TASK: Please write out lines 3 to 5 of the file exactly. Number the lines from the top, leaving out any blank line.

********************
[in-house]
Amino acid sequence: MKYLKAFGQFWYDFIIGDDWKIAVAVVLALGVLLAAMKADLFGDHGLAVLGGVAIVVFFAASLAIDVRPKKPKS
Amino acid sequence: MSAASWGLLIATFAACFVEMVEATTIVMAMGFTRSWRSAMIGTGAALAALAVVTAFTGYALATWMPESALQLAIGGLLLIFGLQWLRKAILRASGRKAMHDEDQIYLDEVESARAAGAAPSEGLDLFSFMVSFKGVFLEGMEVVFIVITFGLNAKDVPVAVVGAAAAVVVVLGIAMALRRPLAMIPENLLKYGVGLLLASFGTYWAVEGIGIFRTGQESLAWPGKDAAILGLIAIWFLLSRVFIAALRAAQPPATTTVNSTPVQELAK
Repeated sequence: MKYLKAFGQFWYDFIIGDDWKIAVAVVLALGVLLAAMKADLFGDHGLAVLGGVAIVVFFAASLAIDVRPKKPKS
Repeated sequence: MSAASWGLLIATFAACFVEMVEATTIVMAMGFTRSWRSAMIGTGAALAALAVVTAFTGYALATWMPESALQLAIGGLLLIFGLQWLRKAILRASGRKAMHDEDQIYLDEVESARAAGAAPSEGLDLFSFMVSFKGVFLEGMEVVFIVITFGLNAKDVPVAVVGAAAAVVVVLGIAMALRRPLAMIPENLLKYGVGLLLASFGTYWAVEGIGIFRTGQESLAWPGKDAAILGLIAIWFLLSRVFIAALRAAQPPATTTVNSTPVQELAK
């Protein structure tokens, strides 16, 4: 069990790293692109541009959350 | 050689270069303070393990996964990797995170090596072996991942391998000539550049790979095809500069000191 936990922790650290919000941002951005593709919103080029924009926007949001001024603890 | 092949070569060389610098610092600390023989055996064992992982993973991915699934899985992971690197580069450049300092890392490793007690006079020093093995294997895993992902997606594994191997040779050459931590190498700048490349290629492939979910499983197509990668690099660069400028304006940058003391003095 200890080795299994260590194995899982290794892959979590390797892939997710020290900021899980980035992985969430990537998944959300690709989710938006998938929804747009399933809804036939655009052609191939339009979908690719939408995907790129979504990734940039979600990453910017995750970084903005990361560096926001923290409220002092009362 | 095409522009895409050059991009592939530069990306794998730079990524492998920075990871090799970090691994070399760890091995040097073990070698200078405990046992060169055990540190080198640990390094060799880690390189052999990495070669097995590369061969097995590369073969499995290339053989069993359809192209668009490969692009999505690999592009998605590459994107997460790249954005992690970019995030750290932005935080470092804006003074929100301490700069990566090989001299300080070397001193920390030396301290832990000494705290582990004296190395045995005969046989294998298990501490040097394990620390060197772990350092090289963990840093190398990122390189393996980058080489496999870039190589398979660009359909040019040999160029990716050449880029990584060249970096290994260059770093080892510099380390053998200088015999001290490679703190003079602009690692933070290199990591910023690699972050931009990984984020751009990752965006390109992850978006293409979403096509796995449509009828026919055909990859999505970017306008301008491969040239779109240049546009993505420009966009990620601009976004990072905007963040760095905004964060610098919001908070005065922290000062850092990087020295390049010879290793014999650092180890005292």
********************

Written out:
Amino acid sequence: MSAASWGLLIATFAACFVEMVEATTIVMAMGFTRSWRSAMIGTGAALAALAVVTAFTGYALATWMPESALQLAIGGLLLIFGLQWLRKAILRASGRKAMHDEDQIYLDEVESARAAGAAPSEGLDLFSFMVSFKGVFLEGMEVVFIVITFGLNAKDVPVAVVGAAAAVVVVLGIAMALRRPLAMIPENLLKYGVGLLLASFGTYWAVEGIGIFRTGQESLAWPGKDAAILGLIAIWFLLSRVFIAALRAAQPPATTTVNSTPVQELAK
Repeated sequence: MKYLKAFGQFWYDFIIGDDWKIAVAVVLALGVLLAAMKADLFGDHGLAVLGGVAIVVFFAASLAIDVRPKKPKS
Repeated sequence: MSAASWGLLIATFAACFVEMVEATTIVMAMGFTRSWRSAMIGTGAALAALAVVTAFTGYALATWMPESALQLAIGGLLLIFGLQWLRKAILRASGRKAMHDEDQIYLDEVESARAAGAAPSEGLDLFSFMVSFKGVFLEGMEVVFIVITFGLNAKDVPVAVVGAAAAVVVVLGIAMALRRPLAMIPENLLKYGVGLLLASFGTYWAVEGIGIFRTGQESLAWPGKDAAILGLIAIWFLLSRVFIAALRAAQPPATTTVNSTPVQELAK